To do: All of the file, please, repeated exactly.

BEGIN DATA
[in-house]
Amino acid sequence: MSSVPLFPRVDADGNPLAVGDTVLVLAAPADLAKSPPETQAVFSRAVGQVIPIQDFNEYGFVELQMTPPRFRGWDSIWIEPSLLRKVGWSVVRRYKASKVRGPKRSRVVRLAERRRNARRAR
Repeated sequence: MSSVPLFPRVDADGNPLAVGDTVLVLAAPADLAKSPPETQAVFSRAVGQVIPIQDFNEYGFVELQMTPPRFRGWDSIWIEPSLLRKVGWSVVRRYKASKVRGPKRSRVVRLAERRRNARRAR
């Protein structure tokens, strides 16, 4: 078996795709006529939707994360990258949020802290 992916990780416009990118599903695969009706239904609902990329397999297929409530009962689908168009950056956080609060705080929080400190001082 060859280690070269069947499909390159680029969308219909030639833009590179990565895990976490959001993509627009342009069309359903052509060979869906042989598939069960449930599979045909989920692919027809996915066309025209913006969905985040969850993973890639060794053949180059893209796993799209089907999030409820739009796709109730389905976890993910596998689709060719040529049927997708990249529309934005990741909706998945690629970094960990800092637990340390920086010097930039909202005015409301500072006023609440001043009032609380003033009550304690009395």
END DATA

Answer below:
[in-house]
Amino acid sequence: MSSVPLFPRVDADGNPLAVGDTVLVLAAPADLAKSPPETQAVFSRAVGQVIPIQDFNEYGFVELQMTPPRFRGWDSIWIEPSLLRKVGWSVVRRYKASKVRGPKRSRVVRLAERRRNARRAR
Repeated sequence: MSSVPLFPRVDADGNPLAVGDTVLVLAAPADLAKSPPETQAVFSRAVGQVIPIQDFNEYGFVELQMTPPRFRGWDSIWIEPSLLRKVGWSVVRRYKASKVRGPKRSRVVRLAERRRNARRAR
């Protein structure tokens, strides 16, 4: 078996795709006529939707994360990258949020802290 992916990780416009990118599903695969009706239904609902990329397999297929409530009962689908168009950056956080609060705080929080400190001082 060859280690070269069947499909390159680029969308219909030639833009590179990565895990976490959001993509627009342009069309359903052509060979869906042989598939069960449930599979045909989920692919027809996915066309025209913006969905985040969850993973890639060794053949180059893209796993799209089907999030409820739009796709109730389905976890993910596998689709060719040529049927997708990249529309934005990741909706998945690629970094960990800092637990340390920086010097930039909202005015409301500072006023609440001043009032609380003033009550304690009395």